Marc Silverman: Fact. I was not a "Denger" a year ago. His long-time supporters kept yelling at me that he would prove me wrong. And I admit, they were correct. Let's also admit that this is not same Deng as a couple of years ago. Luol's work ethic meshed with Tom Thibodeau's understanding of Deng's strengths has vaulted him to an All-Star level. Deng was a lost player under Vinny Del Negro -- which isn't a surprise knowing how limited Del Negro is as a coach. You know what I'm saying Bill Simmons?! Deng is truly the Bulls "glue guy." He's the best defender on the team. How comfortable do you feel when he's set up for an open "three?" He can run the floor and can rebound well for a small forward. Rose is most important. Deng is second. Thibodeau has trouble sitting Deng for 10 minutes a game. How will he survive without Deng for 48?
Will that be enough rest for the reigning MVP? Or will the Bulls and Rose be dealing with this uncertainty all season? Our 3-on-3 panel weighs in on that and more:
1. Fact or Fiction: Rose’s turf toe will be a problem all season.
Jon Greenberg: Fiction. I don’t have a crystal ball, but while I feel like this injury will reoccur over the remainder of this truncated season, I don’t think it will limit Rose in a way that dramatically affects the Bulls’ season. Rose is mentally tough enough to play through nagging injuries, and given the timing of this toe injury, I’m betting the medical staff and coaches are working on a smart plan. Maybe I’m being optimistic, but I don’t see this injury wilting Rose.
Scoop Jackson: Fact. Probably. Especially, like I mentioned in the Hot Button piece, if it is an extension of a pre-existing problem that hasn’t been disclosed. And the other reason is the high probability of re-injury. Derrick plays at such a controlled-reckless abandon he’s going to block out the injury while playing and leave himself open for something freakish (like another player falling on his leg ... seem familiar?) happening again. It probably won’t be until next season for this problem to totally disappear.
Marc Silverman: Fact. Turf toe is a chronic injury and has limited many big time athletes throughout the years. The Bulls must manage this and not chase regular season wins. The only thing that matters is chasing an NBA title. If they do it the right way, it will affect their seed, but not their postseason. A championship is still possible. The Bulls can navigate and win the East without home court advantage. Remember Joakim Noah's foot problems during the 2009-10 season? After sitting for long stretches, Noah had a great postseason, averaging 15 points and 13 rebounds. Rose can win the postseason MVP award if they manage the injury NOW.
2. Fact or Fiction: The 76ers will challenge the Bulls as the top Eastern contender to the Heat.
Jon Greenberg: Fiction. Philadelphia’s success is a bit surprising, but they were a very nice team last season, and a well-coached one at that. But I’m just not sure if they have the firepower to be a contender come the playoffs. Going into Wednesday’s game, Lou Williams is leading the team in scoring at 16.2 points per game, and fellow guard Jrue Holiday is second at 15. You need an alpha scorer in the postseason, and really more than one as the Bulls found out against Miami. As one Bull remarked the other day, “Do you think Boston is scared of Philadelphia in the playoffs?”
Scoop Jackson: Fiction. I think the Sixers and the Pacers will be the surprise teams in the East that no one saw coming on Christmas Day when the season began. They’ll be everyone’s “sexy” pick, they’re Vegas gamble. But challenging the Bulls and Heat (and quietly the Hawks) in the East is a whole ‘nother piece. They will win the Atlantic. But that’s like the Broncos winning the AFC West. At the end of it all, we all know who is and will be supreme clientele.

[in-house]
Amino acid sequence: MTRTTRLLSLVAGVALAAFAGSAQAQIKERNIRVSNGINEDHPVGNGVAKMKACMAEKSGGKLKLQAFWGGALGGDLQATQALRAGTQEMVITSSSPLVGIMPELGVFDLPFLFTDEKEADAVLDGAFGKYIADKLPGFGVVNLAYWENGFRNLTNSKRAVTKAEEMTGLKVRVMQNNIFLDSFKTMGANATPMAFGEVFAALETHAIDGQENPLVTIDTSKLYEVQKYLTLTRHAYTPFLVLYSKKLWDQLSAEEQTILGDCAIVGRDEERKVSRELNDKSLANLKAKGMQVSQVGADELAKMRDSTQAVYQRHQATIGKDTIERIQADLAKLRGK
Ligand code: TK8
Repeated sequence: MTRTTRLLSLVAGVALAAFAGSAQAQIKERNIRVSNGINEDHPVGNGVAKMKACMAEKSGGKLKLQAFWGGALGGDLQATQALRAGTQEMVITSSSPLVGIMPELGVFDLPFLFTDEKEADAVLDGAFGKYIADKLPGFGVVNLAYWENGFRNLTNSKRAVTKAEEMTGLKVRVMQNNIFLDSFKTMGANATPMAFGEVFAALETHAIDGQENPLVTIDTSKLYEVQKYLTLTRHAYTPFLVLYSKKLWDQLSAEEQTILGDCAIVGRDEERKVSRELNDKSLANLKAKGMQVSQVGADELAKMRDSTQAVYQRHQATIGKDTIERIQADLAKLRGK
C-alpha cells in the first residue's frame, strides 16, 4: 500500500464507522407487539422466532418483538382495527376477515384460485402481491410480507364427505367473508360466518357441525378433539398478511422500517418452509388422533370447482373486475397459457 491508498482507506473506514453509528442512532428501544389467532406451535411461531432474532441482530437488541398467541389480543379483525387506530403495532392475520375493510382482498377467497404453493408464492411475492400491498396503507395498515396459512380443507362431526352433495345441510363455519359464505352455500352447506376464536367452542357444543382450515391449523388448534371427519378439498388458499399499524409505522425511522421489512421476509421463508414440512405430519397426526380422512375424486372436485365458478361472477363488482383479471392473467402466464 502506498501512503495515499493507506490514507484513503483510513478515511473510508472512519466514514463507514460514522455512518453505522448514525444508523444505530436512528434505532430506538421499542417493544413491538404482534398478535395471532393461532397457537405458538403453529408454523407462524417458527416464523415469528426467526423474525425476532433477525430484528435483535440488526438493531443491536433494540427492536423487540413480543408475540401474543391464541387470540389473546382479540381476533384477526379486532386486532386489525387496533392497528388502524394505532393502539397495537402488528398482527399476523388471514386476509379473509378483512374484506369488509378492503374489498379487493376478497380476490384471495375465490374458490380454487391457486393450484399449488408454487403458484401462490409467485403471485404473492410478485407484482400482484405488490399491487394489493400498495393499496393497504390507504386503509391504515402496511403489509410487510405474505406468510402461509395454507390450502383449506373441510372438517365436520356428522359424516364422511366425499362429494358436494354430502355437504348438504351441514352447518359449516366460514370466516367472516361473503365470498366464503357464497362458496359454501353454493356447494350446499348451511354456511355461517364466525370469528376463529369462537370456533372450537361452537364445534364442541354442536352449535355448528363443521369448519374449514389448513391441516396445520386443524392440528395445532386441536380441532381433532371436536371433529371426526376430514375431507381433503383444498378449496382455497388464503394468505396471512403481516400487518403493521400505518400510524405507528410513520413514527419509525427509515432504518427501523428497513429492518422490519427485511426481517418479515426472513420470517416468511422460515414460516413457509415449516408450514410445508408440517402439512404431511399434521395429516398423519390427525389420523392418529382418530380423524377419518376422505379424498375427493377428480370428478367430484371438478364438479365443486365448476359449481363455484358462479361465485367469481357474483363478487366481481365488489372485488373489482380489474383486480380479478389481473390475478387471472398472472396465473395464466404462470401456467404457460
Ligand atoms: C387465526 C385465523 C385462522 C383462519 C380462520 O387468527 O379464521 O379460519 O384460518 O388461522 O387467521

Marc Silverman: Fiction. The 76ers are certainly capable of piling up regular season wins. And Doug Collins always gets the most out of his team. But if the Bulls have a healthy Rose, they will handle Philly in a seven-game series. When it's all said and done, the Pacers and Knicks will be tougher outs in the playoffs.
3. Fact or Fiction: Omer Asik will turn out to be a more effective center than Joakim Noah.
Jon Greenberg: Fiction. He’s just not athletic enough. Asik might be one of the smartest players in the locker room -- Brian Scalabrine told me he’s off the charts -- but he’s not going to run the floor like Noah in this lifetime. Now, we’re talking center effectiveness though, and Asik’s defense has been arguably better than Noah’s this season. Neither of them can catch very well right now. I think Noah, by virtue of his athleticism, is still ahead of Asik, but the vet needs to keep improving because the young Turk is coming on strong.
Scoop Jackson: Fiction. I don’t see this happening. Once the rumors stop floating around that he’s part of a Dwight Howard package or once Howard actually lands on another team not in Chicago, the Joakim that we once knew and that Charles Barkley (up until Monday) publicly claimed for almost two years was his favorite player in the league will return. It might take until after the trade deadline. It might take him losing his starting position to Asik. But come playoff time, Noah will be not only more effective than Asik, but far more important.
Marc Silverman: Fiction. If this is true, the Bulls are in trouble. Noah, when right, is a much better offensive rebounder than Asik. Noah, when right, has much better hands than Asik. Noah's on-ball defense and free-throw shooting also gives him the advantage. The Bulls' depth is what makes them one of the best teams in the NBA. Noah, Carlos Boozer, Taj Gibson, and Asik should be the Bulls' biggest advantage over any team in the NBA. But Asik, when Noah is right, should provide depth and a big-time trade chip in the future. Noah was on the brink of making the Eastern Conference All-Star team last season before his injury. I'm not convinced that player is gone for good. Nothing against Asik, but I still believe Noah is the better player.